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Build it

“Build it and they will come,” the famous line from the movie Field of Dreams, appears to be the principle that directs the tourism development program of the Duterte Administration.

The government has allotted $23 billion for tourism infrastructure from 2016 up to the end of President Rodrigo Duterte’s term in 2022. The fund will cover road networks to tourist destinations, airports, ports for cruise ships, railways, site infrastructure, tourism enterprise zones, transport units, accommodation facilities and aircraft acquisition.

The tourism industry undoubtedly possesses great potentials in driving our country’s economic development. Our country has already known tourist spots and other natural wonders that are just waiting to be discovered and developed are comparable with, if not better than, the tourist spots particularly in Southeast Asia.

We have been losing in the tourism game against our Southeast Asian neighbors not because their beaches, for example, are better or more beautiful than ours, but because our tourism infrastructure is inferior.

Our airport, for one, is not exactly “tourist-friendly.” In the past years, the Ninoy Aquino International Airport (NAIA) has been ranked as among the worst in the world. Many airports in our provinces are no different.

We hope that the airport component of the Duterte Administration’s tourism development program is one designed to give the best impression to tourists upon their arrival in the Philippines and any of our provinces—an impression that would equal their admiration of our truly world-class tourist spots.

The investment that the Duterte Administration has for tourism development is comprehensive as it targets all key components of the needs of tourists. One of such key component is access to tourist destinations. The government is also set to construct 2,620 kilometers of tourism roads.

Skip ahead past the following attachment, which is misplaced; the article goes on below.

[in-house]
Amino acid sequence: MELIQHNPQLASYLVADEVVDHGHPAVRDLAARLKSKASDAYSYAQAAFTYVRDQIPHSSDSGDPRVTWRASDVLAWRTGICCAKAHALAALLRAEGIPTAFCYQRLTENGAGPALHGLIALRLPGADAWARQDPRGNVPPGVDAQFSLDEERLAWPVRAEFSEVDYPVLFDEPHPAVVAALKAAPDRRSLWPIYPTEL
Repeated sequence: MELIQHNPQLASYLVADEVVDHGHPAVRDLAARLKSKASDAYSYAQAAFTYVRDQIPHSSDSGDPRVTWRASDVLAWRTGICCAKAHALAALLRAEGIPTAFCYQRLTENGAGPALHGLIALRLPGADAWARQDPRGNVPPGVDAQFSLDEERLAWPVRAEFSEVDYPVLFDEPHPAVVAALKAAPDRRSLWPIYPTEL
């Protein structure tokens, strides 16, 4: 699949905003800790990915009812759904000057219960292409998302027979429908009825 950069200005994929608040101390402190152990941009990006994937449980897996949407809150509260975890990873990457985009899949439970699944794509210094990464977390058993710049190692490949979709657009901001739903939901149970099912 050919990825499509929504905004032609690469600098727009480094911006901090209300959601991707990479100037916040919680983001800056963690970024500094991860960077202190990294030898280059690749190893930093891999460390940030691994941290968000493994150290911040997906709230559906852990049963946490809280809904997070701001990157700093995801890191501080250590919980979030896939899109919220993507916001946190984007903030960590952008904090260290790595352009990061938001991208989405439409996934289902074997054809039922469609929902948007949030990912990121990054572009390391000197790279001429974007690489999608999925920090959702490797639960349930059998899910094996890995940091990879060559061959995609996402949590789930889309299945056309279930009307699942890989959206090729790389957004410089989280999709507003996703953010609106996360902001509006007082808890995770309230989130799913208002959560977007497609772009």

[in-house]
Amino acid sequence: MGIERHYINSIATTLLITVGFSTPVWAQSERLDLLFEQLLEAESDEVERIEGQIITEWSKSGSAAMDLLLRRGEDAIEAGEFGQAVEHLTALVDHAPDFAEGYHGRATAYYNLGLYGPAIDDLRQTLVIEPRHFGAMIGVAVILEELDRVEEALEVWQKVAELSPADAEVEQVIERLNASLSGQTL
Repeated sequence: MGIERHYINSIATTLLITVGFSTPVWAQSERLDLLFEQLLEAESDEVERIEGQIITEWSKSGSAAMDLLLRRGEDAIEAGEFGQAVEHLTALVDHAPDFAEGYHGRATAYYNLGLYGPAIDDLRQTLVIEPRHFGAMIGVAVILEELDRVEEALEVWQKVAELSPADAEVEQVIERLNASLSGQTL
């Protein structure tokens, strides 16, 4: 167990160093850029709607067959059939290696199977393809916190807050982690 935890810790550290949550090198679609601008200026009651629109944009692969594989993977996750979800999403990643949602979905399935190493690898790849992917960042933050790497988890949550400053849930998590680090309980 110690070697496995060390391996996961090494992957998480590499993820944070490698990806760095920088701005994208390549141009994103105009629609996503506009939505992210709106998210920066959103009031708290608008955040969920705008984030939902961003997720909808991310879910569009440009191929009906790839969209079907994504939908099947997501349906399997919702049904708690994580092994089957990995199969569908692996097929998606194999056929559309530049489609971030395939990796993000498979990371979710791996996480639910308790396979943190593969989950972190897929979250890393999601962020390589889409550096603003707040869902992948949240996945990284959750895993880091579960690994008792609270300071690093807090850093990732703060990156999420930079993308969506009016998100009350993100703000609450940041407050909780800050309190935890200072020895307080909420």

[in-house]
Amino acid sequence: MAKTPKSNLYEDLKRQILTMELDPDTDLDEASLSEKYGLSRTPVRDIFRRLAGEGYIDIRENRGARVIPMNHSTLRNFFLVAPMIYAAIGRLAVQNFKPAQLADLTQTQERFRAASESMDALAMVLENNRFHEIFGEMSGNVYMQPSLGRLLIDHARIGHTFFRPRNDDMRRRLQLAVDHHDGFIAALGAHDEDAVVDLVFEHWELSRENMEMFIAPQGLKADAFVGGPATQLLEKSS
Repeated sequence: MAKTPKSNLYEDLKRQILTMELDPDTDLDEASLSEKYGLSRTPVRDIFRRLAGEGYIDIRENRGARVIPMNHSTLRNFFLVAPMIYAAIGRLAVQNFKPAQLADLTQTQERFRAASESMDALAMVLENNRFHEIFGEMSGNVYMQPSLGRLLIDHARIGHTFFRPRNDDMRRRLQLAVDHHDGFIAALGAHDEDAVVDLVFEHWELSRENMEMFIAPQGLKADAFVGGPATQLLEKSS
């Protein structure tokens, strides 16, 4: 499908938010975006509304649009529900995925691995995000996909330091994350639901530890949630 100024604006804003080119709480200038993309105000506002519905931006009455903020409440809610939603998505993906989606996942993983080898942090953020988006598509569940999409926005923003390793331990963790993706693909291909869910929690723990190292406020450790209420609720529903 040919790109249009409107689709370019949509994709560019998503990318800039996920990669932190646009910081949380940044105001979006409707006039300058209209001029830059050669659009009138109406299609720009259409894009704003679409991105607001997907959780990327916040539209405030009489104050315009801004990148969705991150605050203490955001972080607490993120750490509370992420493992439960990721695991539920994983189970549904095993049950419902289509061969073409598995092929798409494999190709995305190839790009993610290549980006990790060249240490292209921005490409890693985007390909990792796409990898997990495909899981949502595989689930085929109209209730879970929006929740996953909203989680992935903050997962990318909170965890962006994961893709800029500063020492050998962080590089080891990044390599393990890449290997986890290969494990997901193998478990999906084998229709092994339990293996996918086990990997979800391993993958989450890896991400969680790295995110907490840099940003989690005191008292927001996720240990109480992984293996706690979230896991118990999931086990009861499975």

The development of our railway system covering the entire country will definitely be a big boost to our tourism industry as it will offer faster, more convenient and more economical means of transportation just like in Europe.

Given this thrust of the Duterte Administration, the private sector needs to pitch in by investing in tourism-related ventures. The government should provide more incentives for the private sector’s participation in tourism development. This kind of public-private partnership is key to our economic development.

Likewise, we hope that such government thrust will be pursued by the succeeding administrations. It is not in the best interest of our country and people for every administration to pursue something “new” only because it wants to be credited for an idea or initiative. After all, the tourism development that we need is one that cannot be accomplished in mere six years. (Dr. Ramon Ricardo A. Roque, CESOI, Diplomate)

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